What makes people commitment phobic?
When Shlomo came to work with me he unknowingly had a huge fear of relationship commitment. At age 38 years old, Shlomo dated seriously since he was 24. He dated many women he was attracted to and found he connected with. Each time things got close to clinching the deal he suddenly found a reason why it wouldn’t work. Commitment to a relationship seemed a long way away for him.
Some of the reasons he cited for why he may fear relationship commitment included fears about her family not being tight knit enough and not seeing himself fitting in with the family. Fears she wasn’t excited enough. Concerns about her ability to contribute financially or being too loose with money.
All of these reasons to bolt, when taken at face value sound like mere pickiness.
When you understand more about what lays below these reasons to end a good relationship, it makes perfect sense.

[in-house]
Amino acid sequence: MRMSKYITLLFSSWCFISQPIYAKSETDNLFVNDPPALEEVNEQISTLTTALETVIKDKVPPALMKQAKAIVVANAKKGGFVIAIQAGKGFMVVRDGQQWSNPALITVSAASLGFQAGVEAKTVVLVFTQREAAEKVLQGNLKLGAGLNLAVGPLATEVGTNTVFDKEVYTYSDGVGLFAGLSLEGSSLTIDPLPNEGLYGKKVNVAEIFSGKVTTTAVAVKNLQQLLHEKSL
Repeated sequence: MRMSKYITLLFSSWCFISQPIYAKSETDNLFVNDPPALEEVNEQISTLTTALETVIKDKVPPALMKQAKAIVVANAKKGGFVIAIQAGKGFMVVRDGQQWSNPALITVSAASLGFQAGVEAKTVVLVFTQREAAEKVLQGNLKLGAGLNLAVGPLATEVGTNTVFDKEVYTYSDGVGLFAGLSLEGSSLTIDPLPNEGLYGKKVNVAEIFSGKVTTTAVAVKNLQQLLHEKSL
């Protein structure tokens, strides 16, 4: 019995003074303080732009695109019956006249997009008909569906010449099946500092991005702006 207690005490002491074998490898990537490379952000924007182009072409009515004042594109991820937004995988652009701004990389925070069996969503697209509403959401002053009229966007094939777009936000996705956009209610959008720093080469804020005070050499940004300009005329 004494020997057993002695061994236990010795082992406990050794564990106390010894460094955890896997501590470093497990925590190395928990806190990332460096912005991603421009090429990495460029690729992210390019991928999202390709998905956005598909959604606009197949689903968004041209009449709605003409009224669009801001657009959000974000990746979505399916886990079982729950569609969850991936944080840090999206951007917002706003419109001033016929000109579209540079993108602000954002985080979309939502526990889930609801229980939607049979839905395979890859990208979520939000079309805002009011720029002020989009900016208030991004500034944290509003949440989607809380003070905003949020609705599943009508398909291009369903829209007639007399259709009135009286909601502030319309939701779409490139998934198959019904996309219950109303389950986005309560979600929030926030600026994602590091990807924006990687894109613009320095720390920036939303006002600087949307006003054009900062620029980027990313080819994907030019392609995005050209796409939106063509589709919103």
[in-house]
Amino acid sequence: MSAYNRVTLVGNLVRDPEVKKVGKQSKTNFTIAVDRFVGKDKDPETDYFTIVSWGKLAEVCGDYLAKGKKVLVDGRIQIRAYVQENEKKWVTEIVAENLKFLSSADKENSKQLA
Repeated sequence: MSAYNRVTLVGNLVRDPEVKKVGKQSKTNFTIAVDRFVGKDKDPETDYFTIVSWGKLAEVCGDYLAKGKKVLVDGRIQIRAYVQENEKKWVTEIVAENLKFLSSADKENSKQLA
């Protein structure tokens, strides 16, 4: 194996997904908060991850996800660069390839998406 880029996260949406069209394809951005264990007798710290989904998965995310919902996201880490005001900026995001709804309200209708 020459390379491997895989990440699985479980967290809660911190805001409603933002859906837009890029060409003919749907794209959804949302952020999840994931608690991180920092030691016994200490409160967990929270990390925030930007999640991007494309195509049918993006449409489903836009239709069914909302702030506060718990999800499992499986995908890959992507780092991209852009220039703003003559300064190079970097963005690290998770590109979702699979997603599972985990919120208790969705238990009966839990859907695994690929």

Shlomo came from a family that made him feel ashamed. His parents always bickered and struggled to make ends meet financially. As a result, Shlomo found it really hard to respect his parents. He had little relationship with his older sister, who left home at the first opportunity.
Despite Shlomo’s difficulty feeling connected with his family, he has many friends, a great job and has managed to really put himself together well. Some may even refer to him as a “great catch”.
He knows he’s a good catch because he can date every day of the week. Being able to see a relationship through til it’s end is the hard part.